Illinois is a friend from my high school class of many years past who phones other classmates to plan a reunion picnic during my visit. It’s “How’s your Mom these days?” and lots of stories which begin “Do you remember that time when you …?” I have almost always forgotten. Someone brings a watermelon so large that it can only be cooled in a horse trough. They still grow big melons in Illinois, but they don’t “plug” them for sampling wedges as they once did. Melons judged imperfect by this means used to be thrown to the hogs.
Hogs and cattle have almost entirely given way to corn and soybeans these days because it is more profitable to grow crops for ethanol production than for livestock feed. Those corn rows stretch to the horizon on the flatlands with only storage bins and grain augers to break the tasselled sea of green. Corn grows much taller “than an elephant’s eye” here, and many a child has become lost in the dense maze of a cornfield. Fields of soybeans alternate with those of corn. These bushy plants also produce a fine cash crop while drawing nitrogen from the air to replenish the soil for another season of corn.
The Illinois soil is like none other — black, humus-rich, deep and without stones. Even today, distant Pennsylvania relatives refuse to believe the “no rocks” claim. My great-great grandfather was thrown out of a Pennsylvania inn during a rain storm because he was thought to be “a damned land speculator” when he gave the rock-free report about Illinois soil. Nevertheless he convinced friends there to make the trek to this Illinois Territory where they settled as neighbours and are now buried together deep in the black, stone-less soil of an Illinois country cemetery.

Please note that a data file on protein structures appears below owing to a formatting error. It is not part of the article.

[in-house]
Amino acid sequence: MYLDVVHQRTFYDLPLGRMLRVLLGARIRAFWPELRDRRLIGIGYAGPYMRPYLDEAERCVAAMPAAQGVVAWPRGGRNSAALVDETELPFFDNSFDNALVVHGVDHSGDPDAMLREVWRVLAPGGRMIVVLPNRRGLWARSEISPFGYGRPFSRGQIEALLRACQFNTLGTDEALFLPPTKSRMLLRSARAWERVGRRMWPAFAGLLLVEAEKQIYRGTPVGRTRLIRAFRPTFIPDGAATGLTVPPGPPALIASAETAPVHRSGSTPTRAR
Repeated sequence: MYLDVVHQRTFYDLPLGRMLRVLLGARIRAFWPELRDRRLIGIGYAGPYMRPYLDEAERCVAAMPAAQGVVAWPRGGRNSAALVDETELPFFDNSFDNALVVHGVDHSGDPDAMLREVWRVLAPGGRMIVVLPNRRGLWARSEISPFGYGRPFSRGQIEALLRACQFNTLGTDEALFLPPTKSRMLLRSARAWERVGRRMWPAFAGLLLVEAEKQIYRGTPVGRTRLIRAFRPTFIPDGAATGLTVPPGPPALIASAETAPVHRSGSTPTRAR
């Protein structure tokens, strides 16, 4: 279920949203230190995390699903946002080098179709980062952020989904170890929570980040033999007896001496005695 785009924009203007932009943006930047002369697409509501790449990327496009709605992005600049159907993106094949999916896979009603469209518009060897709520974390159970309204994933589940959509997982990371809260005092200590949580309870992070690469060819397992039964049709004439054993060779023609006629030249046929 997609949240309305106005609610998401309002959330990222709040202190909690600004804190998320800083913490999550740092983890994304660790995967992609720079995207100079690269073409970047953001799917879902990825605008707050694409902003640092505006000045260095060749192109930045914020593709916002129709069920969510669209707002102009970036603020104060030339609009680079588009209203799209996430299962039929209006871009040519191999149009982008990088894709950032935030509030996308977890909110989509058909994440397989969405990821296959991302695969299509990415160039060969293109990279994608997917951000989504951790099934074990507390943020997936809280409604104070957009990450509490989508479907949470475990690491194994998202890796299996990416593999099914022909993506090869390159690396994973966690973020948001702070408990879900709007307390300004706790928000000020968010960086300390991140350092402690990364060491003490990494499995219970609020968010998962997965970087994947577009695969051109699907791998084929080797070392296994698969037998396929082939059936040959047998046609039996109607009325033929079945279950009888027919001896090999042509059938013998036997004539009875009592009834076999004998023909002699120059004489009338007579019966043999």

Illinois is a folksy restaurant offering deep-fried channel catfish, iced tea from scratch and green beans which have been slow-cooked in ham drippings until they verge on mushy. Hot biscuits are always served with honey. It’s the chatty waitress who makes it her business to learn the nature of a my business, who calls across the room when I leave, “Now you have a nice day, Darlin’!” and who will doubtless relate my business to her curious regulars — because I matter.
It’s Old Glory and red, white and blue bunting hung from porch railings. It’s strangers who look me in the eye on the street, extend a hand, and greet, “Aren’t you Fred’s daughter?” It’s friends who are expected to drop in unexpectedly whenever they are in the neighbourhood, and it’s keeping a tidy living room for hosting those unexpected guests and always giving them the best bed in the house if they can be talked into staying over. It is striving like grandparents and Abraham Lincoln said: “… with firmness in the right as God gives us to see the right ….”
This Midwestern prairie is where my mother says “I love you” even after she has forgotten my name.
Where steamy August enwraps me like a security blanket, and where a soft breeze brushes my face while the cicadas sing lullabies, I doze untroubled in the shade of a shagbark hickory. I’m home.